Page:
The avocado is quickly becoming a Super Bowl fan favorite. In 2014, Americans consumed more than 104 million pounds of avocados during the game. Estimates indicate that more than 120 million pounds will be consumed during the week leading up to the game. Infographic courtesy of Hass Avocado Board. Click to enlarge.
The Super Bowl is next Sunday and people are busy making plans for the big game. For many, the most valuable player will be the avocado, which is quickly becoming a fan favorite.
In fact, it’s estimated that Americans will consume 120 million pounds or 240 million fresh avocados during the week leading up to the Super Bowl. This is a 20 percent increase from last year. It is also estimated that the amount of avocados consumed during the big game will be enough to fill an entire football field from end zone to end zone over 46 feet high. Read more »
On June 13, 2013, FNS staff participated in a Summer Food Service Program Kick-off event in Sacramento, CA.
It may be the middle of winter, but at USDA, we like to celebrate the success of our Summer Food Service Program (SFSP) all year long. Therefore, the Western Regional Office is thrilled to announce the winners and honorable mentions of the 2014 Summer Sunshine Awards. A total of eight organizations across the region received Sunshine Awards in 4 unique categories in recognition of their standout efforts in operating the SFSP. The programs impact in local communities depends on the hard work of state agencies, partnering organizations, local sites and sponsors. These awards only begin to show our appreciation for the dedication, innovation, and passion behind the respective organizations.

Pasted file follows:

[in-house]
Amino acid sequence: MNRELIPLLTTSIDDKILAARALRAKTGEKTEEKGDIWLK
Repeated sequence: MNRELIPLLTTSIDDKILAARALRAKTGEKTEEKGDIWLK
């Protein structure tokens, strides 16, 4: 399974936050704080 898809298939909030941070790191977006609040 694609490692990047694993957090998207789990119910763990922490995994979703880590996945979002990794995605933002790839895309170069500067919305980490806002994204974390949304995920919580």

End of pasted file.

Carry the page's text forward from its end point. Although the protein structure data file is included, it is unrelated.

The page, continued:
In the category of Strategies to Promote Nutrition and Wellness, California’s Riverside Unified School District was awarded the honor for employing innovative strategies by collaborating with local partners to provide nutrition education and physical activities at summer meal sites. The Boys and Girls Club of Ada County in Idaho was also awarded the distinction for their incorporation of fresh local produce into summer meals and offering opportunities for physical activity to children at their summer meal sites. Read more »
USDA’s new unseasoned chicken strip provides school chefs with versatile and healthy options.